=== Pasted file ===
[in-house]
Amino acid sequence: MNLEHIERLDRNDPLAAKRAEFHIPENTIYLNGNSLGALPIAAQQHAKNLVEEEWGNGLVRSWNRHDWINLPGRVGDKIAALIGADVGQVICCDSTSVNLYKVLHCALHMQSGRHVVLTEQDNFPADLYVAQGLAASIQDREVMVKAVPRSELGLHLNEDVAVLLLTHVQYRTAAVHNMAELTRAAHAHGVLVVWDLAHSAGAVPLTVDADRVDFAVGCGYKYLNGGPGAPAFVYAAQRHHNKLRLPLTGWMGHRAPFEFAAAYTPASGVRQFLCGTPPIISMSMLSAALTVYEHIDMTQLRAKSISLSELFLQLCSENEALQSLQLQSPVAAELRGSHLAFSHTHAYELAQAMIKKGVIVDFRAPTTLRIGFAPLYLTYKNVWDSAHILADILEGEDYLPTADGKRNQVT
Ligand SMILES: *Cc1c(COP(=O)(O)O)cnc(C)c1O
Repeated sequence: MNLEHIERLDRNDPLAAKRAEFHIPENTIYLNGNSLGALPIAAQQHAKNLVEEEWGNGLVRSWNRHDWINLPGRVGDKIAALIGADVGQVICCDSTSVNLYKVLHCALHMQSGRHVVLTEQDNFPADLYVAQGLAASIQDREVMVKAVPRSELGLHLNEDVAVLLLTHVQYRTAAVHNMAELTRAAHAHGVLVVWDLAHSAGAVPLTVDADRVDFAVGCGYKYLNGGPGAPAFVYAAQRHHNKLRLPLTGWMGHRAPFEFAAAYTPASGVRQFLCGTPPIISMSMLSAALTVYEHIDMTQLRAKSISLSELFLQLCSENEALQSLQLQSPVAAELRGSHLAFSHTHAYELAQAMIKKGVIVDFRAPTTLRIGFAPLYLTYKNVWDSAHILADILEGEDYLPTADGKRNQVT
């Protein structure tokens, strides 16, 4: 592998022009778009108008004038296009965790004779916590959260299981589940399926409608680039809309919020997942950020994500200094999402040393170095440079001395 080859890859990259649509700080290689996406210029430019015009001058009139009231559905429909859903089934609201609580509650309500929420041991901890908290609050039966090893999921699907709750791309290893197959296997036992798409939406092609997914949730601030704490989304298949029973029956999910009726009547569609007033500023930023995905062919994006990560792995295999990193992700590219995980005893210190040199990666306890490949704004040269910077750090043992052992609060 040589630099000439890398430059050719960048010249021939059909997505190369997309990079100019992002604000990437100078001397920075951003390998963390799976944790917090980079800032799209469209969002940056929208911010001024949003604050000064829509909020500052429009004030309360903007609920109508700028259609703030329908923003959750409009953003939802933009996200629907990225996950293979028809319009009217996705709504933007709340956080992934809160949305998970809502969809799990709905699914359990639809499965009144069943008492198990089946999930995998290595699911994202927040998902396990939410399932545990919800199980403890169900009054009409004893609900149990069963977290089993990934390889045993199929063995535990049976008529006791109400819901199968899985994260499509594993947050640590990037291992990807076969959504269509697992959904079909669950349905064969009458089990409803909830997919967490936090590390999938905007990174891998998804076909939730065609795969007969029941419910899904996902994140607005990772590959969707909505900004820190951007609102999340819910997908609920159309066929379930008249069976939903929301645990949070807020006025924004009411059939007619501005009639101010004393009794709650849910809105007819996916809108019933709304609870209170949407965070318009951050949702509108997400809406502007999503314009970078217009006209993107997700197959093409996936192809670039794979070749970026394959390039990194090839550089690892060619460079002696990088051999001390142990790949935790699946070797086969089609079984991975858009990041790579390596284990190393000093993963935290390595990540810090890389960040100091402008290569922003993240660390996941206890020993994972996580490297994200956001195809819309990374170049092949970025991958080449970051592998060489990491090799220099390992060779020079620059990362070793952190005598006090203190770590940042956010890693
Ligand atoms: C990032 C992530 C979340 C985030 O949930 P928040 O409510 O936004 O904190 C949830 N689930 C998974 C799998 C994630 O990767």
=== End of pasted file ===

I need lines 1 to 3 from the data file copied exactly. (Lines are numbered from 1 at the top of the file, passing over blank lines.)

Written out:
[in-house]
Amino acid sequence: MNLEHIERLDRNDPLAAKRAEFHIPENTIYLNGNSLGALPIAAQQHAKNLVEEEWGNGLVRSWNRHDWINLPGRVGDKIAALIGADVGQVICCDSTSVNLYKVLHCALHMQSGRHVVLTEQDNFPADLYVAQGLAASIQDREVMVKAVPRSELGLHLNEDVAVLLLTHVQYRTAAVHNMAELTRAAHAHGVLVVWDLAHSAGAVPLTVDADRVDFAVGCGYKYLNGGPGAPAFVYAAQRHHNKLRLPLTGWMGHRAPFEFAAAYTPASGVRQFLCGTPPIISMSMLSAALTVYEHIDMTQLRAKSISLSELFLQLCSENEALQSLQLQSPVAAELRGSHLAFSHTHAYELAQAMIKKGVIVDFRAPTTLRIGFAPLYLTYKNVWDSAHILADILEGEDYLPTADGKRNQVT
Ligand SMILES: *Cc1c(COP(=O)(O)O)cnc(C)c1O